Considering Payday Loans
Strapped for cash? Thinking of getting a payday loan? Think again!
It may be tempting to get a payday advance to hold you over for a week or two until your next paycheck. What could be the harm? The industry claims they’re providing needed credit to consumers who aren’t able to qualify for conventional loans. The industry claims they are helping those hurting for cash. However, many financially wise see these businesses as predatory. They could even be comparable to old-fashioned usury, luring the borrower further down debts beaten path – dead ending at a financial crisis.
Understanding Payday Loans
Payday lending, or cash advance, is a practice of using a post-dated check or electronic account information as collateral for a short-term loan. Borrowers simply need identification, a bank account and income from a job or benefits, such as Social Security or disability.
Loans aren’t dependent upon the borrower’s credit history. By design, this loan process keeps borrowers in debt. No matter the claim, these businesses are not there to help people out of a bad financial situation. Generally, these lenders don’t accept partial payments. When you can’t pay it off on time and in full, you have to renew the loan.The interest and fees add up quick and become shackles, keeping you in the cycle of debt. According to the Center for Responsible Lending, 90% of payday loans go to repeat borrowers—five or more loans per year. They’ve also reported that these lenders receive $4.2 billion in fees from Americans each year.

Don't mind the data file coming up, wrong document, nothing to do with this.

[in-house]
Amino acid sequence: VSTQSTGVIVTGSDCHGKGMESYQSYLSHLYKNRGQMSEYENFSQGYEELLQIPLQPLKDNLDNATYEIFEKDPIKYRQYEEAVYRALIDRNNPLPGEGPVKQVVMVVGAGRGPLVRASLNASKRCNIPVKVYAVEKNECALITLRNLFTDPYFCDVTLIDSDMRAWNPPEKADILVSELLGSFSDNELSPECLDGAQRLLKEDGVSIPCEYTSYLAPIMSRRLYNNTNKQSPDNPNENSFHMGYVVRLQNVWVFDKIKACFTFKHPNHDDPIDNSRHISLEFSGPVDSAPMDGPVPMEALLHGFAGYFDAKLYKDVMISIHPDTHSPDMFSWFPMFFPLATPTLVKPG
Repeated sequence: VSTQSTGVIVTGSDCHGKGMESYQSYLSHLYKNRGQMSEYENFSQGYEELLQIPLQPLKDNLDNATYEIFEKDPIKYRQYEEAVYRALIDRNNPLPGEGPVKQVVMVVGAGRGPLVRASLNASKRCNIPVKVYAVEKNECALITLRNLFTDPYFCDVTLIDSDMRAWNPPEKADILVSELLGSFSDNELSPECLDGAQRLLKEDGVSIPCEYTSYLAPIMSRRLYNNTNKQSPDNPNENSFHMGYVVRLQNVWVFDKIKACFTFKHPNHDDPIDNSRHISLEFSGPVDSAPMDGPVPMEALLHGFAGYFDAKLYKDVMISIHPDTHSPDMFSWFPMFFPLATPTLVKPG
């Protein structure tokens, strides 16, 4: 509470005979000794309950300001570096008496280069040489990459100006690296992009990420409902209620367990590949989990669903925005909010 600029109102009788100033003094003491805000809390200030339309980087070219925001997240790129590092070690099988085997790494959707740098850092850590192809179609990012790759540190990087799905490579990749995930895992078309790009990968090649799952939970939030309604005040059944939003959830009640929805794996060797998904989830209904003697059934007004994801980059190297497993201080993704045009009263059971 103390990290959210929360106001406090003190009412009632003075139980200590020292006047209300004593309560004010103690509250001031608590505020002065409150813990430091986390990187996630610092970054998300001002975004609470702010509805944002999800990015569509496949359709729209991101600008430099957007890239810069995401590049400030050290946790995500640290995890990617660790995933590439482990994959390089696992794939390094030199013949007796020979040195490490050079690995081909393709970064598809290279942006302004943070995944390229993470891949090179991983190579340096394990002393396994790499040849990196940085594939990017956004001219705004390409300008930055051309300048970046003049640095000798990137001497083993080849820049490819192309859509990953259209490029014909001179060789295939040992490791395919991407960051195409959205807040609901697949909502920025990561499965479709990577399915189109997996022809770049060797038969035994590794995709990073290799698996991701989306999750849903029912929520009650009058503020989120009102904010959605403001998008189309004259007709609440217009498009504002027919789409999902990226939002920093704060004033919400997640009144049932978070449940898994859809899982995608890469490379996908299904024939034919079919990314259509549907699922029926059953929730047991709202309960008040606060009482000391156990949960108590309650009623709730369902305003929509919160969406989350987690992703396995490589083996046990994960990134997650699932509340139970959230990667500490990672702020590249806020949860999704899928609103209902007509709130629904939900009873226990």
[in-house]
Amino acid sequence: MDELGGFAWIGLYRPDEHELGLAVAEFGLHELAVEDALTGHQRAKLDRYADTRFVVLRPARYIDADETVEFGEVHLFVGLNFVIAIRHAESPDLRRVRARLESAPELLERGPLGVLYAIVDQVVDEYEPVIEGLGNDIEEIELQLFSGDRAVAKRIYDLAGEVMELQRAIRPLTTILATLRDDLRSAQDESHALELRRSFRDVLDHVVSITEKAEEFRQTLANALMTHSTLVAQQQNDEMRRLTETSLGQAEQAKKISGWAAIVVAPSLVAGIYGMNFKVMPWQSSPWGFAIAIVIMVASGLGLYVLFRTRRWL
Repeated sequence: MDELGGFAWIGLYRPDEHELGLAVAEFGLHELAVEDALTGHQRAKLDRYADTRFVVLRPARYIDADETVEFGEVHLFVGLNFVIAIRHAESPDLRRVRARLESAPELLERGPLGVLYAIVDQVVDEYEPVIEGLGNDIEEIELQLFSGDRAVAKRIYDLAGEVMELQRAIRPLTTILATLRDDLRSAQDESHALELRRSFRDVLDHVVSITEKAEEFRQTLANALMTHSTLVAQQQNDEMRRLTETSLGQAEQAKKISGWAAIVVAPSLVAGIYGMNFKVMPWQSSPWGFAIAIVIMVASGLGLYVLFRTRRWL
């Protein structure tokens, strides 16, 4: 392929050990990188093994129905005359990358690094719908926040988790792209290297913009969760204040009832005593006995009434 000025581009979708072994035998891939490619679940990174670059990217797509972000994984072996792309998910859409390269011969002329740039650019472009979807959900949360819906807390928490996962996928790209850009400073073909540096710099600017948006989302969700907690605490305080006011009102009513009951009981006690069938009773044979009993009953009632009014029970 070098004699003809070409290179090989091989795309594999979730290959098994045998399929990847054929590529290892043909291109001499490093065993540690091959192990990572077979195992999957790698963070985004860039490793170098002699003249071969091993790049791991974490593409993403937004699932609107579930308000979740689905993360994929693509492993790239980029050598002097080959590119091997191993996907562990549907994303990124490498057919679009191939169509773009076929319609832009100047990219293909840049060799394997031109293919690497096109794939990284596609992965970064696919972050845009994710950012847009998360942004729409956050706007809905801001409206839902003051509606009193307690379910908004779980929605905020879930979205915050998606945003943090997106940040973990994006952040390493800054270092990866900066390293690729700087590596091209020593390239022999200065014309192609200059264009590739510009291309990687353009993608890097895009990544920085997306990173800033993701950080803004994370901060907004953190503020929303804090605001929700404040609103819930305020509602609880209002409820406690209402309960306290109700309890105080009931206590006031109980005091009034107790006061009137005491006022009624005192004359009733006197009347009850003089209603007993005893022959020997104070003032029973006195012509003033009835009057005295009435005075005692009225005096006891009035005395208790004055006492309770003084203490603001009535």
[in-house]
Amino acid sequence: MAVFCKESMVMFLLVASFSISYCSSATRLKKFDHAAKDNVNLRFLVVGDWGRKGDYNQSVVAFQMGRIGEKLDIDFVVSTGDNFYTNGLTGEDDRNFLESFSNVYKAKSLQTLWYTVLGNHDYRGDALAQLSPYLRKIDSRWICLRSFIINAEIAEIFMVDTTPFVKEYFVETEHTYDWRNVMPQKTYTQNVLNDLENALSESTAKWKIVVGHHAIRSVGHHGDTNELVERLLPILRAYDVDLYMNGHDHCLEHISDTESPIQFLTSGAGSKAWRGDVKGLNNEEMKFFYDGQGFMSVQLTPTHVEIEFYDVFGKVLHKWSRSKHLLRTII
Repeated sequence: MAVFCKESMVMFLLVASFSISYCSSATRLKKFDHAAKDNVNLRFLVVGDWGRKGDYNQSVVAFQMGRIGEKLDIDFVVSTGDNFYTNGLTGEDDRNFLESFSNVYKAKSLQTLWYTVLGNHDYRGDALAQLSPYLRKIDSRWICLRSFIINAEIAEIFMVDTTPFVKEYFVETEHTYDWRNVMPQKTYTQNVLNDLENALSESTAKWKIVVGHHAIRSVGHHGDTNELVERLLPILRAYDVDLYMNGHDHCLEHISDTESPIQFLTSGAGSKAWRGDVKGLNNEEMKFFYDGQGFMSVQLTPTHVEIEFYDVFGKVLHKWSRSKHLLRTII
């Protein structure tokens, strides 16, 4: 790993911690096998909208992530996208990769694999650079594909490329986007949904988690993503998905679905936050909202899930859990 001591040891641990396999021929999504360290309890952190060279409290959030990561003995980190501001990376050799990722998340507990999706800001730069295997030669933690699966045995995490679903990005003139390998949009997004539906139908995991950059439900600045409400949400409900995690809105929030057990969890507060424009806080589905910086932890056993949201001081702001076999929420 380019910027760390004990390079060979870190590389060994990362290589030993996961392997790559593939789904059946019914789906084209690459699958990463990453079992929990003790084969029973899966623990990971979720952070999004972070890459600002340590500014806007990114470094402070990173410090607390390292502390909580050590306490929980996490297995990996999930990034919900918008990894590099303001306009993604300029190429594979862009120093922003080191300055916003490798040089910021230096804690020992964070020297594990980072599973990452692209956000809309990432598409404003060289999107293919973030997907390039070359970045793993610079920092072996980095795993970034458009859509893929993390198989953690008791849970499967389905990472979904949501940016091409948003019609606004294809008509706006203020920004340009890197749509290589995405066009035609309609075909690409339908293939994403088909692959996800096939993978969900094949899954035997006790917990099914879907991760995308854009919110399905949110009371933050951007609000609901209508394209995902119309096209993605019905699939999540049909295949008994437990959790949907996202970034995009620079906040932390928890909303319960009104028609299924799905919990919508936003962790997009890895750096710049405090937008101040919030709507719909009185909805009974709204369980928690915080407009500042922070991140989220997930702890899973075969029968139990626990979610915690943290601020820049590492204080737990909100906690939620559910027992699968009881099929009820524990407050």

The Ins and Outs of Payday Loans
Let’s say you need a $400 loan and plan to pay it back with your next paycheck. You are required to give a post-dated check for $460 and receive in return the $400 cash. The lender agrees to hold the check until your next payday. Then, when the loan is due, the borrower has the option to redeem the check by paying $460 in cash, or renew the loan, known as flipping. Flipping involves paying off the $460 by taking out a new $400 loan, or allowing the lender to cash the original check. The finance fee of the initial loan is, in this case, $60, or 390% APR! If the borrower decides to renew the loan three times, which is what most do, the finance charge will end up being $240 – just to borrow $400!!
You can see from this example why this practice is very dangerous and controversial. Critics argue that the lenders are exploiting those who are already desperate because of their current financial crisis. Borrowers get trapped in a cycle of debt. Payday lenders depend on this, and they love the repeat borrower. Because of the controversy, fifteen states have made payday lending illegal.
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